History of Duportail House
A Role in the American Revolution
In 1740, a Welsh Quaker named John Havard, Jr. built a stone farmhouse on a large William Penn land grant, amid the fertile fields of Chester County’s Great Valley. During the Continental Army’s encampment at Valley Forge in 1777-78, the Havard family played host to a guest from France, General Louis Lebègue Duportail. Recruited by Benjamin Franklin, Duportail served as the army’s Chief Engineer, designing fortifications at Valley Forge that could enable Washington’s troops to hold off a potential attack by the British army, which was encamped in nearby Philadelphia.
Fortunately, those defenses were never tested. After the departure of Washington, Duportail, and the Continental Army, the house and surrounding farm remained in the Havard/Davis family until 1903. In April of that year, the property was purchased by Lawrence McCormick, who was the general manager of the elegant Bellevue Stratford Hotel in Philadelphia. The property became known as Cressbrook Farm at this time because watercress grown in the streams on the property was used in the kitchens of the Bellevue Stratford. It was during renovations of the house for Mr. McCormick that General Duportail’s original map of the Valley Forge defenses was found in the attic rafters. Since 1908, the map has been in the collections of the Pennsylvania Historical Society.
Ivy League Aspirations
In 1926 the property was acquired by Henry L. Woolman, a University of Pennsylvania alumnus who subsequently donated it to the University. Penn proposed to build a suburban campus for some of its undergraduate students, with administrative headquarters at Duportail House, but these plans were put on hold during World War II and eventually abandoned. In 1974, the Fox Companies purchased the land from the University to become part of an 865-acre planned community development known as Chesterbrook. When the development was finally approved in 1978, Fox was able to repair some of the Duportail structures. In 1985, the buildings and three acres of the original farm were conveyed to the non-profit organization that continues to manage the property today. Click here to view a PDF of the University of Pennsylvania Gazette from 1937. It tells the campus story.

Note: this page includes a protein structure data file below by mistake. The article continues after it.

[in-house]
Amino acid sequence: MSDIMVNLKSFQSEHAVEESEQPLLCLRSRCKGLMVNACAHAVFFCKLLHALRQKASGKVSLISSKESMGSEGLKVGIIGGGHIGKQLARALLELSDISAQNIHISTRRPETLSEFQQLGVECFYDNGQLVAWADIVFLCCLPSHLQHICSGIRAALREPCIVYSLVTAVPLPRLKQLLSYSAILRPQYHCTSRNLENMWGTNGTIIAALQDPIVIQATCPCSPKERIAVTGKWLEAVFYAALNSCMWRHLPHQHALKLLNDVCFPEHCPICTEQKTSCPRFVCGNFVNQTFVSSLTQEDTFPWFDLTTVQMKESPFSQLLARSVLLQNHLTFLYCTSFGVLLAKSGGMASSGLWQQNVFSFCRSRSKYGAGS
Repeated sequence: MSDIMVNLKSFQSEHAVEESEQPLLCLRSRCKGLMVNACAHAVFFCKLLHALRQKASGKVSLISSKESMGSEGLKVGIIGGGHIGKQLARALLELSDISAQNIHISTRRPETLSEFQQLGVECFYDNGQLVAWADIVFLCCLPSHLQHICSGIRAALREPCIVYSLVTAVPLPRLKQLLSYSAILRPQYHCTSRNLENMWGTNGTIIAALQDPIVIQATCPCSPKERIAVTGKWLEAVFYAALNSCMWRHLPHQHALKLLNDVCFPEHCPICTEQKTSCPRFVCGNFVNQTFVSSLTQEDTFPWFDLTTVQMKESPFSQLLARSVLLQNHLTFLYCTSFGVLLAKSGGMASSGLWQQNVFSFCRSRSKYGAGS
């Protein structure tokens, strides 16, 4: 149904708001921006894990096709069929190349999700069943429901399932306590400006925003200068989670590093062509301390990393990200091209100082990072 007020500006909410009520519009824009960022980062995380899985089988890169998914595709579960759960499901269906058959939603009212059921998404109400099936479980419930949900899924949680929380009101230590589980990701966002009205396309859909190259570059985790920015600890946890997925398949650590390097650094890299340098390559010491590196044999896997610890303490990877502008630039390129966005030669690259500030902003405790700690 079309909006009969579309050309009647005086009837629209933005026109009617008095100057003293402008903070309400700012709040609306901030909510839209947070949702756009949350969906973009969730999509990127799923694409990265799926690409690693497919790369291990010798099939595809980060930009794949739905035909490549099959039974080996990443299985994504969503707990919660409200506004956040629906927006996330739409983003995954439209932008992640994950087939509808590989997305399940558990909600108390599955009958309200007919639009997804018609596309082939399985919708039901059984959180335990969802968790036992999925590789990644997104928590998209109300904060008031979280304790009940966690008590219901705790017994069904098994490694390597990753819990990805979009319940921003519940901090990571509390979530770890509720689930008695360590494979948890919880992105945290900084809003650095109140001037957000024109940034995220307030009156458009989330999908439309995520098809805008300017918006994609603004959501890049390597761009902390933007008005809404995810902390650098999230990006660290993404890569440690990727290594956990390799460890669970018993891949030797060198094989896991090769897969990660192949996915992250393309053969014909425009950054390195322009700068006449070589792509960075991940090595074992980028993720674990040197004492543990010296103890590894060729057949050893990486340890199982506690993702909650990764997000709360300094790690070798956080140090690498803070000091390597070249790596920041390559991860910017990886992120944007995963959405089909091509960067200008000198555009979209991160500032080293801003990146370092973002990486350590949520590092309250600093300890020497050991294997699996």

History of the Federal Barn
A Unique Inscription
On an inside wall of the barn at Duportail are inscribed the words “The Federal Barn1792,” as well as “Jonathan Moor his work” and “John H. Moor 1792.” While the 1792 date of construction means that the barn was not in place at the time of General Duportail’s visit, it is nonetheless an historic site, being the only known bank barn in Pennsylvania to be signed by its builder. In poor shape by the time the property was acquired by the Fox Companies in 1974, repairs were made to the stonework prior to the barn’s new lease on life in the hands of the non-profit Duportail House organization.
Amish to the Rescue
As with any 200-year-old structure, maintenance is an ongoing challenge for the Federal Barn. With the roof in need of replacement, a structural engineer was hired in 2011 to recommend any steps needed to ensure the barn’s physical integrity. As a result, the Duportail board of directors hired Highline Construction of Christiana, Lancaster County, to make significant repairs in early 2012. Owned and staffed by Amish craftsmen, Highline reinforced the foundation at the rear of the barn and replaced several beams that had reached the end of their useful life. Because of their experience in working with old barns, they were able to locate similar beams that had been salvaged from other barns, complete with the axe marks found on hand-hewn lumber.
Open for Business
On the exterior of the barn, the doors were replaced using old wood more characteristic of the original design, as well as iron hardware dating to the 18th century. Finally, the roof was replaced with extra-thick cedar shingles that should last for decades. The barn is now available for tours on a limited basis.
Both Duportail House and the Federal Barn are listed on the National Register of Historic Places.